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Better than Talking About Politics, Anyway

As many people gather with family for the holiday season, they might want to strike up a conversation about family medical history over dinner.

At US News and World Report, Peter Hulick from the NorthShore University HealthSystem writes that knowing family history can help doctors gauge whether someone might be a candidate for genetic testing. "As doctors have more new ways to use genetic testing to assess risk or treat disease, it's increasingly important to talk to your family about their health history, as it may provide the signal to investigate further with genetic testing," Hulick writes.

He notes that recent work in genomics has improved clinicians' abilities to predict — and prevent — heart attacks and strokes and to guide patients to treatments better suited for them. Similarly, Hulick says that family history is a key part of preventing or treating hereditary cancers, and might indicate that someone should seek, for instance, BRCA testing. Also, knowing whether family members have reacted to drugs like blood thinners, pain relievers, or antidepressants could help narrow down drug choices.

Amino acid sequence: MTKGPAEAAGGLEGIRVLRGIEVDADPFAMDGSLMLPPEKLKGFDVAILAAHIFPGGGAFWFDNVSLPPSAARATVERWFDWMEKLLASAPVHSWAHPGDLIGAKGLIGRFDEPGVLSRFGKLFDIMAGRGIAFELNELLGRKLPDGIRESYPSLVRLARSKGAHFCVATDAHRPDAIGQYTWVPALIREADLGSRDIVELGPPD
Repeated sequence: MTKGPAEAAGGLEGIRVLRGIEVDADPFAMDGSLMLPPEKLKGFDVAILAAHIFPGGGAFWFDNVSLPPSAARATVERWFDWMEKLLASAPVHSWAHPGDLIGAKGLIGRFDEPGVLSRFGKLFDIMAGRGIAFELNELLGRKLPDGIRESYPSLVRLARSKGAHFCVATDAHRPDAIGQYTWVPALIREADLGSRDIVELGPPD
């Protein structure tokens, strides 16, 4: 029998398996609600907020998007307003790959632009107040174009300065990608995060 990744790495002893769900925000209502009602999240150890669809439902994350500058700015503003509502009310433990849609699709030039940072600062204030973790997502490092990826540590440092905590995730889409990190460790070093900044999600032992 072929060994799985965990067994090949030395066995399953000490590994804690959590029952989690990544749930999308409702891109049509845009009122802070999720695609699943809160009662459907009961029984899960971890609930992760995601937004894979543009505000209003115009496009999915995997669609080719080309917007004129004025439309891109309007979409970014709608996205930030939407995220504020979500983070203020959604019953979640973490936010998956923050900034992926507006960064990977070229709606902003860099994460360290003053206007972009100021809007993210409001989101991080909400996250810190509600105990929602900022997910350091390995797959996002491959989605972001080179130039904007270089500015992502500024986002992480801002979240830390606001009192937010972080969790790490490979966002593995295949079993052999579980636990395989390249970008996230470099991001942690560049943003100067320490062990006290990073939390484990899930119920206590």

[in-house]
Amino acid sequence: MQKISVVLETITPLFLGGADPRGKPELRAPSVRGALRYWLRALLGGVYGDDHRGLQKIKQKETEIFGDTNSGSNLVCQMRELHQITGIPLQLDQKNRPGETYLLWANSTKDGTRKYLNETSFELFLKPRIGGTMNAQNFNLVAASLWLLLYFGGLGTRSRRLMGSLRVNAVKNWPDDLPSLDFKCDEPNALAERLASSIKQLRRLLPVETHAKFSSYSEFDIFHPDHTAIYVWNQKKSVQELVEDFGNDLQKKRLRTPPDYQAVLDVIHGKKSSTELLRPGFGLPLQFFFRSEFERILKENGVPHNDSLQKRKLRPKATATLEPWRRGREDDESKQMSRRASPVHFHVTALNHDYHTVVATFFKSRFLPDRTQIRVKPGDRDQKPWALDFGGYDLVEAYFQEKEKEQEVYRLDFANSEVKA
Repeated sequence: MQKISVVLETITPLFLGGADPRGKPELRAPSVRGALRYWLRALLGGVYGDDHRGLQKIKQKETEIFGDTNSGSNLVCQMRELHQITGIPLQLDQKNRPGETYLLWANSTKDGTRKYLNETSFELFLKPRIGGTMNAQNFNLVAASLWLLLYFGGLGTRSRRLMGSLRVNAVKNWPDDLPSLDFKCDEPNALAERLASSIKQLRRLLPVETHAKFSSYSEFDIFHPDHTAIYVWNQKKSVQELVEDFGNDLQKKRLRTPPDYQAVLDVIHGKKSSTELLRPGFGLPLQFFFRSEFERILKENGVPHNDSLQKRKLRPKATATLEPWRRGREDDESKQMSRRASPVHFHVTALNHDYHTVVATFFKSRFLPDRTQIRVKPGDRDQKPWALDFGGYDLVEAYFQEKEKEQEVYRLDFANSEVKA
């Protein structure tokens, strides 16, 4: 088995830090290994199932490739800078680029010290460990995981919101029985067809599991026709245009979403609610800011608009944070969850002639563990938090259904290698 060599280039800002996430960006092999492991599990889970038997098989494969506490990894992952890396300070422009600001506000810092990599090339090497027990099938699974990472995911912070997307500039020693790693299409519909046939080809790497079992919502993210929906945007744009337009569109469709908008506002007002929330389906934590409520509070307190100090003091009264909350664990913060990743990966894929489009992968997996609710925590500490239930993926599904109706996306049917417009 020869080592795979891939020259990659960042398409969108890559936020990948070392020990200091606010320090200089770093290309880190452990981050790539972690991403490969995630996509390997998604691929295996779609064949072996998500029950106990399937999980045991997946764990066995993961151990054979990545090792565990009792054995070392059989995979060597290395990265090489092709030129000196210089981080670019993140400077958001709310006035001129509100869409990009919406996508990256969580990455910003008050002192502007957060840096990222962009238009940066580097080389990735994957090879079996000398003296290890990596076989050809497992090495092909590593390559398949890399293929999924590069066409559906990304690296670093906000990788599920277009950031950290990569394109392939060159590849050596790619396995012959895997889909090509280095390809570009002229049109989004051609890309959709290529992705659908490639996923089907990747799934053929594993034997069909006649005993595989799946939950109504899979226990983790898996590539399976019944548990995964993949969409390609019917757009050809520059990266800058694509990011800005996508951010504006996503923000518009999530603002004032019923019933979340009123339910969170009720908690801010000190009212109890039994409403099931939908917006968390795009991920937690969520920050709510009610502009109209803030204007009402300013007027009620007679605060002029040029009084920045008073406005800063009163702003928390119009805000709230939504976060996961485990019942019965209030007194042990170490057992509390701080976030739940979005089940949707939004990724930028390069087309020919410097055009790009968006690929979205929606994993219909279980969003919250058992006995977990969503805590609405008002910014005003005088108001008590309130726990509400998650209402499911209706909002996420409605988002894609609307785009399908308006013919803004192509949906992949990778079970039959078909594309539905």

"Additionally, what you learn may become even more valuable as research and tailored treatments continue to advance," Hulick writes.

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